Grant County (Quincy)

15 02 2008

What do Microsoft , Yahoo!  and potatoes have in common? Quincy, Washington, population about 5,000. Quincy offers up wide open spaces, incentives, and cheap electricity rates. Microsoft and Yahoo! offer a couple hundred technical jobs (with mostly imported labor), a construction boomlet, and the prospects of an energized local economy. Hopefully, that doesn’t also mean a bunch of fast food franchises and a swipe of the great anonymizer turning this small farming community into another ugly modern boomtown with all the personality of a ruralized Lynnwood. Unfortunately, a quick peek at the real estate available already shows a plethora of cookie cutter boxes in the 2,500 s.f. range.

What to do? Well, I think it might be good to extol the virtues of some of the fine local options already available in Grant County! Maybe this influx will have the positive effect of making it possible for more new small businesses to open up in the area. Quincy would benefit from a few good restaurants. It’d be nice to not just drive through.

As it is, we end up visiting Quincy once a year. Sometimes it’s on the way to someplace else and sometimes we include it as part of The Harvest Loop. All the literature calls it The Cascade Loop, but we try to time it such that we can stock up on our wonderful Eastern Washington stone fruit (cherries, apricots, nectarines, peaches, plums, etc.), legumes and popcorn. Occasionally, we don’t make it all the way round the Loop opting to turn around in Cashmere, but then it’s home for a flurry of canning and freezing. One year we may jackpot on the cherries and some years we just catch the tail end of the nectarines, but if all the stars align correctly and harvests are plentiful, early August is a great time as you can usually get a little bit of everything. It takes a lot of will to head east of the mountains at that time of year, however. It’s hot here and it’s even hotter over there!

The rewards are worth it whenever we go.

White Trail Produce, Quincy

One of our first stops in Grant County is always White Trail Produce. The stand is along SR 28 before you get to Quincy proper. If nothing else, we need to restock our Japanese Hulless popcorn supply. We used to buy it a couple of pounds at a time, but this time we just went ahead and picked up the 12 pound tub. That should hold us until next time. White Trail also carries a great variety of fresh local produce, both organic and not, local wines, and other wonderful treats.

Quincy Valley legumes

Another item to stock up on while out there is legumes. We picked up brown lentils this time, but there are also beans of every color and stripe. If you’ve never had beans or lentils from our state, you’re in for a treat. They’re more tender and flavorful than any other. I’ve not had to soak them yet!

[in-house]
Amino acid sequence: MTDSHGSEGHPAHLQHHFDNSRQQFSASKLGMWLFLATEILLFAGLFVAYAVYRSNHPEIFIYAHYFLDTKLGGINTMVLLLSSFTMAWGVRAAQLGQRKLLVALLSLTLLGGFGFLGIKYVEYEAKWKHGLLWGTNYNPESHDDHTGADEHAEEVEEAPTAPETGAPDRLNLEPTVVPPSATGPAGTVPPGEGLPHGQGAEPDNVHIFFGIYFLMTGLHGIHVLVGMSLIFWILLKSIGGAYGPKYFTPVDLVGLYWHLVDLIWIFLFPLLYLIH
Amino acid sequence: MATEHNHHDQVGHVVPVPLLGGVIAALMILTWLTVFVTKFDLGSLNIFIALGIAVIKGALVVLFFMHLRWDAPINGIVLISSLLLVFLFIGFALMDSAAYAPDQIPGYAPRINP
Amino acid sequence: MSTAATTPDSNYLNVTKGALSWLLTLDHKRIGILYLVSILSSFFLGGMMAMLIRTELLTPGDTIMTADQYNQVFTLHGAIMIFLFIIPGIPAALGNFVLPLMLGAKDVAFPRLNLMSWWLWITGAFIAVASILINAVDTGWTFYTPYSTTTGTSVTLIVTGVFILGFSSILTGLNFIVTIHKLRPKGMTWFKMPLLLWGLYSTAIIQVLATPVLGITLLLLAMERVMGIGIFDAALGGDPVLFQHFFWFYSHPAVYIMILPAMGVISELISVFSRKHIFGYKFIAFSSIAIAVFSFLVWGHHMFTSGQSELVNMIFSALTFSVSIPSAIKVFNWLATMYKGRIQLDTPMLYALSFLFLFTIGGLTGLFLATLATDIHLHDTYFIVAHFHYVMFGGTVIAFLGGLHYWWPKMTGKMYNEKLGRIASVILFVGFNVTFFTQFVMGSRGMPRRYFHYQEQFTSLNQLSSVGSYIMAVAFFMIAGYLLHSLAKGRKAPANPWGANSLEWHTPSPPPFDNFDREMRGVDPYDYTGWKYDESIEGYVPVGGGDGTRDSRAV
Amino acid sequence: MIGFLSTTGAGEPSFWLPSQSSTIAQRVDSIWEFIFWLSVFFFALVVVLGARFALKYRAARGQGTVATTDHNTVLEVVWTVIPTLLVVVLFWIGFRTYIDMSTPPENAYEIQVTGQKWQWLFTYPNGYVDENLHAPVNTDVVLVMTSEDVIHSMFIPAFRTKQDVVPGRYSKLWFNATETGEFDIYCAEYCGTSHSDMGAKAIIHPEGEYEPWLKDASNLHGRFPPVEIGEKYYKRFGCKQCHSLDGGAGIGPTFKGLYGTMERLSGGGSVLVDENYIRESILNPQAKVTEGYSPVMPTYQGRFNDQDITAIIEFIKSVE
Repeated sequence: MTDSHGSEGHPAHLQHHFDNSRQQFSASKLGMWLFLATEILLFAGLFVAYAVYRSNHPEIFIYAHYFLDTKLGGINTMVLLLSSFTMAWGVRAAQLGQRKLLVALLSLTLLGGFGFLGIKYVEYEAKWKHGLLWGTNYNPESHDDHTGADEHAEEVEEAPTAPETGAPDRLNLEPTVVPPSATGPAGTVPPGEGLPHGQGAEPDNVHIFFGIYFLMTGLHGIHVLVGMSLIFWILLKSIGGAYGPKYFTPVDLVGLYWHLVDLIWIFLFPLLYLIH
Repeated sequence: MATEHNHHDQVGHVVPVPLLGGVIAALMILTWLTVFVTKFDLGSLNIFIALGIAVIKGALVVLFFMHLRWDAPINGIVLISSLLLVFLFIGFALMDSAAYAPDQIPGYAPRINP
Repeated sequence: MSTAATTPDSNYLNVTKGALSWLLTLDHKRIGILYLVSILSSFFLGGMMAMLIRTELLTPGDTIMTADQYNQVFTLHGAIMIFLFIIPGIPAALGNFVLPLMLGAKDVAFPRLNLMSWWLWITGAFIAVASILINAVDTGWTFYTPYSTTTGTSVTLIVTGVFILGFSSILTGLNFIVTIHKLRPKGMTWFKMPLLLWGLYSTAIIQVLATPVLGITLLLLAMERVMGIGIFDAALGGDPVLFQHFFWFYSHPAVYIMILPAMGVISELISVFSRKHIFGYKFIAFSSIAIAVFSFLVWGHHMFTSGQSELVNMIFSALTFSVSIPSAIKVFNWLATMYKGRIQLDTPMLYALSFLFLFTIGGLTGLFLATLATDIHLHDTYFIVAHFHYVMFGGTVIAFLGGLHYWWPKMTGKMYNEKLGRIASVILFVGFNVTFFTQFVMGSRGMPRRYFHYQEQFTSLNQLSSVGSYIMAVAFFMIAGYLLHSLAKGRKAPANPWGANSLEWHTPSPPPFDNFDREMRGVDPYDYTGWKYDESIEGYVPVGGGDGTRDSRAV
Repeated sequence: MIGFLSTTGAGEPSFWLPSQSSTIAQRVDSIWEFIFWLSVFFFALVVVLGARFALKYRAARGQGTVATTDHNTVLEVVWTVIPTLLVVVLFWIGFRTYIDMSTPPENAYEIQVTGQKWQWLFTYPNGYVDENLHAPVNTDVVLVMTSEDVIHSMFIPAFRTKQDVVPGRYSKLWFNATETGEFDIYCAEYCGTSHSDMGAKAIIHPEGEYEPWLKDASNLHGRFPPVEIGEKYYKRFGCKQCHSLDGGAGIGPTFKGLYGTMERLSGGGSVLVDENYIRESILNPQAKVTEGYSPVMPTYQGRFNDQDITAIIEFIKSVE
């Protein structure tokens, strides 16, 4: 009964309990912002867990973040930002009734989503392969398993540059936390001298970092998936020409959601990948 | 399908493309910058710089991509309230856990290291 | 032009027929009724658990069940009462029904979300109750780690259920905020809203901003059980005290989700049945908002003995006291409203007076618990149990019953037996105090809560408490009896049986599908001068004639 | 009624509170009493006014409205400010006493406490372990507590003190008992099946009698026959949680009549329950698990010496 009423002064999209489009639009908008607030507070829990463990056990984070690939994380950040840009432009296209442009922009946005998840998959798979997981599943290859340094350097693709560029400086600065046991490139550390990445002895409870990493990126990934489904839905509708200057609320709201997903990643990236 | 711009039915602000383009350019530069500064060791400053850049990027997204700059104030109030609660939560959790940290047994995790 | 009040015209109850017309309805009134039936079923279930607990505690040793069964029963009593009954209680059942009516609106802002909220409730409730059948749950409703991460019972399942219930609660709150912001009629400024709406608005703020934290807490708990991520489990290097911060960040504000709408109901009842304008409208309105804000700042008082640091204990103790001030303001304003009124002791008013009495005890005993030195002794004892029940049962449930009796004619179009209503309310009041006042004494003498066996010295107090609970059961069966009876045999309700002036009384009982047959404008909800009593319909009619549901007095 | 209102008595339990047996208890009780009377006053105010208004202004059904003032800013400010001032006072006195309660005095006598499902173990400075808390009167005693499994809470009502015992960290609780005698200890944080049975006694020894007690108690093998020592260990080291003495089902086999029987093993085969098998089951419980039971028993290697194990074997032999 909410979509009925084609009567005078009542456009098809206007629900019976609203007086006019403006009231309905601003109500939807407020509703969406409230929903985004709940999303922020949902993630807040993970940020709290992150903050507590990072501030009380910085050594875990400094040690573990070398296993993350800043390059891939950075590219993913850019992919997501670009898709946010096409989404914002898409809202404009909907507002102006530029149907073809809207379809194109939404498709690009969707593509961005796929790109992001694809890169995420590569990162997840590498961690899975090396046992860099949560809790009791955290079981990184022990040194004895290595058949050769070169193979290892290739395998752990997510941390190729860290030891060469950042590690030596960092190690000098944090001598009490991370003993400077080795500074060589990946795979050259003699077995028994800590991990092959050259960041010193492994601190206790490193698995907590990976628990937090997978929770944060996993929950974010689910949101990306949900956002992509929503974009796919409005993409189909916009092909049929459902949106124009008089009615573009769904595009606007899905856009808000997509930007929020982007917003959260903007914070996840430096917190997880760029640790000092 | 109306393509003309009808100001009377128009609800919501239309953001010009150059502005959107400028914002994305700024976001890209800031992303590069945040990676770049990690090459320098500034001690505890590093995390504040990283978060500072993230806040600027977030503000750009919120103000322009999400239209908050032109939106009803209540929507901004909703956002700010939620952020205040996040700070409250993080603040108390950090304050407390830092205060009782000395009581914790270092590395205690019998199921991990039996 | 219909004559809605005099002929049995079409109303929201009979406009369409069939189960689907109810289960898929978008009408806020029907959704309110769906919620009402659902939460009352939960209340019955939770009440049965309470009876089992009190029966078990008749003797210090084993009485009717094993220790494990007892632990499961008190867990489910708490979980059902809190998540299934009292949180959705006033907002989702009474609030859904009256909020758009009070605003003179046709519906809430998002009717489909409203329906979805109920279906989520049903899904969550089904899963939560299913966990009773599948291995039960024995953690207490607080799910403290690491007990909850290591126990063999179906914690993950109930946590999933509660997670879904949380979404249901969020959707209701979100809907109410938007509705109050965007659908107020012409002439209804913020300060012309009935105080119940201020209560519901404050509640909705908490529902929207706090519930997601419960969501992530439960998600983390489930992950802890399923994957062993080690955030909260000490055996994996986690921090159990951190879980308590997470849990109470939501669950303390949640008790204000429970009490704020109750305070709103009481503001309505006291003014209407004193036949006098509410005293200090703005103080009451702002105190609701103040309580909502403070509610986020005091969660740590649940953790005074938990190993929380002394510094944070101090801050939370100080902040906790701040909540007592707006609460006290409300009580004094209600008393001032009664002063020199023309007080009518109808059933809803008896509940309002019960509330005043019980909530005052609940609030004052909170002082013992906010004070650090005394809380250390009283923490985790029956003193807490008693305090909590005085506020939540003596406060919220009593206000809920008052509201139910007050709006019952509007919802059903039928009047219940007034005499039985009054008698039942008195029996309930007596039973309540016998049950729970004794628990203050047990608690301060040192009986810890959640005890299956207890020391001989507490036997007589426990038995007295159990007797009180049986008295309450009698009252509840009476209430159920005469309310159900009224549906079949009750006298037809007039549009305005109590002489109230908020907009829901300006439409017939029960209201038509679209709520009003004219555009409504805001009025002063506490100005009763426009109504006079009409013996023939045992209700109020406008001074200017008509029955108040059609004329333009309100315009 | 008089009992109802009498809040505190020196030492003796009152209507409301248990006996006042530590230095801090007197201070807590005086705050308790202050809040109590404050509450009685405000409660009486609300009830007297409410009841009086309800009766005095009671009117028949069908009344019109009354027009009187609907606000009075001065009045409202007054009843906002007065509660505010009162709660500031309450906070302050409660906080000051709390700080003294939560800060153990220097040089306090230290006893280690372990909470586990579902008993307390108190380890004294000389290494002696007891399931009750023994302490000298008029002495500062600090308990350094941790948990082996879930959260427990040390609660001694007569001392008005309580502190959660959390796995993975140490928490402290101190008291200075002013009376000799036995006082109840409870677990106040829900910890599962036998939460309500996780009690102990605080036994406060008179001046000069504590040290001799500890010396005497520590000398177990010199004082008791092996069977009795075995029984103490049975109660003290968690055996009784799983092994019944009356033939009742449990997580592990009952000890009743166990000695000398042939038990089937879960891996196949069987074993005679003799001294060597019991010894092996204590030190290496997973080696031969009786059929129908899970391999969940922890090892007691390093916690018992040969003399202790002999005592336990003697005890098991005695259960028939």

River View Farms WheatSnax

It’s not all corn and beans either. There’s also wheat! In this case, in the form of some darn tasty snack food. WheatSnax are a simple concept, fried wheat berries and salt, but it’s quite addictive. A bit like CornNuts, but with the additional bonus of being “mother-approved” and the business venture of a young man and his family in Quincy. You can read all about it at their display at White Trail Produce.

Jones of Washington Vineyards

Naturally, there’s wine as well. The area is thick with wineries so it’s always fun to go to tastings and chat with winemakers. This was a nice one from Jones of Washington Estate Vineyards.

If one of you newly planted Quincy techies have suggestions, please let me know. We’ll be coming over to drive The Harvest Loop when the time comes again.


What’s popping?

2 11 2007

I meant to make this blog post last Thursday, but a large project landed on my desk and I’ve had my nose to the grindstone since. Self-employment is feast or famine and, apparently, it’s a feast moment for me right now although you wouldn’t know it since I’ve barely had time to eat. Normally projects don’t take a week and a day, but this started at about 10% completed and had to go to 90% as quickly as possible. Usually things move a little more gradually than that. Of course, the engineer is the one that has to work the weekend (if he so chooses) depending on when he’s scheduled submittal. Meanwhile other projects have piled up so I’ll probably be slaving away part of my weekend as well. I’m just happy to catch up a little on my blogging and web surfing tonight. 🙂

So what’s popping? Well, popcorn, of course! The photo is from last year, but it’s from the same source. We had ours simply with salt and butter, but the maple-baked popcorn is quite worthy.

Maple baked popcorn

Of course, you might not associate popcorn and Washington, but in fact, we have a dedicated Starving Popcorn Farmer in  Grant County. He grows only white Japanese hulless which he has decided is the only popcorn worth popping. We tend to agree. It certainly cuts down on the time spent trying to pick hulls out of our gums and is quite tasty. 🙂 Since Quincy might be a bit out of your reach at this time of year, you can avail yourself of his online store.

We picked up our 25 lb. bucket of popcorn kernels at the White Trail Produce stand in Quincy. That should last us over the winter. As an aside, our CSA provided us with some popcorn this summer too. It was deliciously nutty and we had the last of it just recently. It goes to show that delicious popcorn can be grown on the Westside as well. We can leave the ethanol corn farming to the big square states!